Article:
Monday, February 23, 2015

Dignity Destroyed

     Slavery became economically entrenched in American society by the early 19th century. Entrenched is a word used to describe something that is firmly established or unlikely to change. Slavery was important to the harvest of crops which were used to produce goods. These goods were traded and the revenue brought in by trade boosted the economy. The economy of the United States depended on the labor of slaves, therefore it was very unlikely to abolish slavery. The cotton industry is a great example of this. As the need for cotton grew the slave population increased, because the economy depended on slave labor. In class we looked at maps that showed the corrolation between cotton production and slavery. They helped us to see how slavery became entrenched in the 19th century.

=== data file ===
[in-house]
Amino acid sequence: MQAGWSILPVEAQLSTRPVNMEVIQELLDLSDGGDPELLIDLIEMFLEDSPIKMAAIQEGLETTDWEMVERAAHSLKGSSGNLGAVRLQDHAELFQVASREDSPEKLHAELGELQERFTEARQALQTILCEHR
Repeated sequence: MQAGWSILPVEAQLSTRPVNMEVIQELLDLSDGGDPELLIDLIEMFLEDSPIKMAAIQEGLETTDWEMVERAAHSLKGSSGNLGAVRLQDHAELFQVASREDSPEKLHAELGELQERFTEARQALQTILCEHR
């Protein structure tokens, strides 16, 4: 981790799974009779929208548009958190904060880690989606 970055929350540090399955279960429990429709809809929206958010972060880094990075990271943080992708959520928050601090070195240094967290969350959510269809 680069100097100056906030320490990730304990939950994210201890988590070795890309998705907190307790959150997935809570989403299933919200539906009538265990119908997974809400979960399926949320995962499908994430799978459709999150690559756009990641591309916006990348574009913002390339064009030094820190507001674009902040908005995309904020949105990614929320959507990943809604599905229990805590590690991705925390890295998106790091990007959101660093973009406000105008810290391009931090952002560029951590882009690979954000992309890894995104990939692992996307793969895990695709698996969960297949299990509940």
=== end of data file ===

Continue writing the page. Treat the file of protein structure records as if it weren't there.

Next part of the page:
Human dignity is destroyed by systems of slavery based on race. Everyone is worthy of respect. By putting someone in slavery because of their skin color the respect is taken. In the United States those with dark skin were put into slavery. This system destroyed their dignity. It made people believe that black people were of less value than white people. It made people think it was okay to take away the rights and respect that everyone is worthy of having. Slavery based on race made people ignore valuable human characteristics. Body limits and feelings of the slaves were completely ignored. Slave owners forced slaves to work throughout the day in the hot sun. There is only so much a human body can handle but that didn't matter. If work wasn't getting done, the slaves were beaten. Abdul Raman, and African prince who was sold into slavery, refused to work and was violently beaten. Another, characteristic ignored is emotion. Slave owners ignored the feelings of their slaves. Slaves were taken from their families, and forced into doing things they didn't want to do. Abdul Raman was torn away from his royal life and thrown into a life where he was disrespected and abused. When Raman arrived at the Foster plantation, Mr. Foster shaved off his long hair which was a sign of his royalty back home. His feelings and emotional connection to his hair were ignored. Slaves in the early 19th century were deprived of dignity and their human characteristics were ignored all because their work was economically entrenched in American society.